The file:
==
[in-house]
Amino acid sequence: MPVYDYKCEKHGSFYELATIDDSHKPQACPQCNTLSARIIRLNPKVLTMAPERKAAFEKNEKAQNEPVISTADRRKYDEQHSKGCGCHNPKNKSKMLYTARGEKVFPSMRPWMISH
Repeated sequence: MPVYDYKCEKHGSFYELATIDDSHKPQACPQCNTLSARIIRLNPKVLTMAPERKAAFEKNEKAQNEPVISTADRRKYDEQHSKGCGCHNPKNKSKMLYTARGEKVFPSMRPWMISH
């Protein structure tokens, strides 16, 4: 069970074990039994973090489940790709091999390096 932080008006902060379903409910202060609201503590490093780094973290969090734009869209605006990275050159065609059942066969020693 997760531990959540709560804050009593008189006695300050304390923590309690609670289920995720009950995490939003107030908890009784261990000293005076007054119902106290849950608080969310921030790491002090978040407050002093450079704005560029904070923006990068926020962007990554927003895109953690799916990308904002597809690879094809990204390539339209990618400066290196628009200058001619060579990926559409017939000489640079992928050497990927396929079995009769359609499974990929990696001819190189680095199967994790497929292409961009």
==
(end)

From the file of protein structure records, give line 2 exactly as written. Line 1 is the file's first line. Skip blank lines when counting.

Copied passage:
Amino acid sequence: MPVYDYKCEKHGSFYELATIDDSHKPQACPQCNTLSARIIRLNPKVLTMAPERKAAFEKNEKAQNEPVISTADRRKYDEQHSKGCGCHNPKNKSKMLYTARGEKVFPSMRPWMISH